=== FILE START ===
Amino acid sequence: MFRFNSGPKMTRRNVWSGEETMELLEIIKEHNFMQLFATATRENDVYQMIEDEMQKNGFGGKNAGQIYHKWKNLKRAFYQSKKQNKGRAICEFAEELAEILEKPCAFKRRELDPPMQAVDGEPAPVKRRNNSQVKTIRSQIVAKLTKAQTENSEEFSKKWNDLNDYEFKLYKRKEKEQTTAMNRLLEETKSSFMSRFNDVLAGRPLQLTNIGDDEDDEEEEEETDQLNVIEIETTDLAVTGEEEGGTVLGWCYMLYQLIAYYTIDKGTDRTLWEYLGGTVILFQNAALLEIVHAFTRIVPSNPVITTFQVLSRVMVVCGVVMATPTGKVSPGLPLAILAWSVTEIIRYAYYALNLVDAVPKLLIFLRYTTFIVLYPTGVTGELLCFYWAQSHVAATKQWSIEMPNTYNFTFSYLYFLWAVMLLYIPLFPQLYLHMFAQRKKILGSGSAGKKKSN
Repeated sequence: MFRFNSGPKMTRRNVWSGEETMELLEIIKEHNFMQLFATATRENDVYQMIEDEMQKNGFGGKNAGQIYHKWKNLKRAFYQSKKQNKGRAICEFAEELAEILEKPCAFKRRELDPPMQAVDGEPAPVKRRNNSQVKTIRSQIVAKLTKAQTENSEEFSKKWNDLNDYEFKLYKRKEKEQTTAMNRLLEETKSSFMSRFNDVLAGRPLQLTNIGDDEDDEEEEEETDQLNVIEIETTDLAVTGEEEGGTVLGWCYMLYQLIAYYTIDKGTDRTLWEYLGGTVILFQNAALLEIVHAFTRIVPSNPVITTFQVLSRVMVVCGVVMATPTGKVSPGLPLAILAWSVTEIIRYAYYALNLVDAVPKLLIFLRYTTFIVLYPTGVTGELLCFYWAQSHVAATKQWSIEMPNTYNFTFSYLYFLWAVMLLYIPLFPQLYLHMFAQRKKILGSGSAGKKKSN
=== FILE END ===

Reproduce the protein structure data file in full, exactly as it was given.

Amino acid sequence: MFRFNSGPKMTRRNVWSGEETMELLEIIKEHNFMQLFATATRENDVYQMIEDEMQKNGFGGKNAGQIYHKWKNLKRAFYQSKKQNKGRAICEFAEELAEILEKPCAFKRRELDPPMQAVDGEPAPVKRRNNSQVKTIRSQIVAKLTKAQTENSEEFSKKWNDLNDYEFKLYKRKEKEQTTAMNRLLEETKSSFMSRFNDVLAGRPLQLTNIGDDEDDEEEEEETDQLNVIEIETTDLAVTGEEEGGTVLGWCYMLYQLIAYYTIDKGTDRTLWEYLGGTVILFQNAALLEIVHAFTRIVPSNPVITTFQVLSRVMVVCGVVMATPTGKVSPGLPLAILAWSVTEIIRYAYYALNLVDAVPKLLIFLRYTTFIVLYPTGVTGELLCFYWAQSHVAATKQWSIEMPNTYNFTFSYLYFLWAVMLLYIPLFPQLYLHMFAQRKKILGSGSAGKKKSN
Repeated sequence: MFRFNSGPKMTRRNVWSGEETMELLEIIKEHNFMQLFATATRENDVYQMIEDEMQKNGFGGKNAGQIYHKWKNLKRAFYQSKKQNKGRAICEFAEELAEILEKPCAFKRRELDPPMQAVDGEPAPVKRRNNSQVKTIRSQIVAKLTKAQTENSEEFSKKWNDLNDYEFKLYKRKEKEQTTAMNRLLEETKSSFMSRFNDVLAGRPLQLTNIGDDEDDEEEEEETDQLNVIEIETTDLAVTGEEEGGTVLGWCYMLYQLIAYYTIDKGTDRTLWEYLGGTVILFQNAALLEIVHAFTRIVPSNPVITTFQVLSRVMVVCGVVMATPTGKVSPGLPLAILAWSVTEIIRYAYYALNLVDAVPKLLIFLRYTTFIVLYPTGVTGELLCFYWAQSHVAATKQWSIEMPNTYNFTFSYLYFLWAVMLLYIPLFPQLYLHMFAQRKKILGSGSAGKKKSN